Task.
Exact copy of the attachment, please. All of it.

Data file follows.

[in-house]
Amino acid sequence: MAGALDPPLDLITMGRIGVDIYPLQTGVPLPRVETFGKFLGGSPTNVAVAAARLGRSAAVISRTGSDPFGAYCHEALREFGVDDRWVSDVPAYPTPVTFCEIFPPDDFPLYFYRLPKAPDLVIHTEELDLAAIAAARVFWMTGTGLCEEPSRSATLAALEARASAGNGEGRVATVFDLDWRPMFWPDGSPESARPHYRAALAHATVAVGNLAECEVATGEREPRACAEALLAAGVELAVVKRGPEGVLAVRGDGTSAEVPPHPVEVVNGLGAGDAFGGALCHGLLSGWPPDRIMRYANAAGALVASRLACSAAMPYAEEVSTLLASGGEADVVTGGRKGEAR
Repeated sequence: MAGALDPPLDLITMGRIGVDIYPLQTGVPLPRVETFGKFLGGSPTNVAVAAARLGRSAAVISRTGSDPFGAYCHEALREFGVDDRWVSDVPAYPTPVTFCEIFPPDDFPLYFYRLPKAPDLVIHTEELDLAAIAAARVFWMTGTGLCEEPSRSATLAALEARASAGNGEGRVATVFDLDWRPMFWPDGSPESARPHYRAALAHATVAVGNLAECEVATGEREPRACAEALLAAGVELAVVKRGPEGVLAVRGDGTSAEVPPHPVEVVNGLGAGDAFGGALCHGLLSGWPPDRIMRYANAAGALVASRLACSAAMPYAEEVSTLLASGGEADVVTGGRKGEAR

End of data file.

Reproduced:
[in-house]
Amino acid sequence: MAGALDPPLDLITMGRIGVDIYPLQTGVPLPRVETFGKFLGGSPTNVAVAAARLGRSAAVISRTGSDPFGAYCHEALREFGVDDRWVSDVPAYPTPVTFCEIFPPDDFPLYFYRLPKAPDLVIHTEELDLAAIAAARVFWMTGTGLCEEPSRSATLAALEARASAGNGEGRVATVFDLDWRPMFWPDGSPESARPHYRAALAHATVAVGNLAECEVATGEREPRACAEALLAAGVELAVVKRGPEGVLAVRGDGTSAEVPPHPVEVVNGLGAGDAFGGALCHGLLSGWPPDRIMRYANAAGALVASRLACSAAMPYAEEVSTLLASGGEADVVTGGRKGEAR
Repeated sequence: MAGALDPPLDLITMGRIGVDIYPLQTGVPLPRVETFGKFLGGSPTNVAVAAARLGRSAAVISRTGSDPFGAYCHEALREFGVDDRWVSDVPAYPTPVTFCEIFPPDDFPLYFYRLPKAPDLVIHTEELDLAAIAAARVFWMTGTGLCEEPSRSATLAALEARASAGNGEGRVATVFDLDWRPMFWPDGSPESARPHYRAALAHATVAVGNLAECEVATGEREPRACAEALLAAGVELAVVKRGPEGVLAVRGDGTSAEVPPHPVEVVNGLGAGDAFGGALCHGLLSGWPPDRIMRYANAAGALVASRLACSAAMPYAEEVSTLLASGGEADVVTGGRKGEAR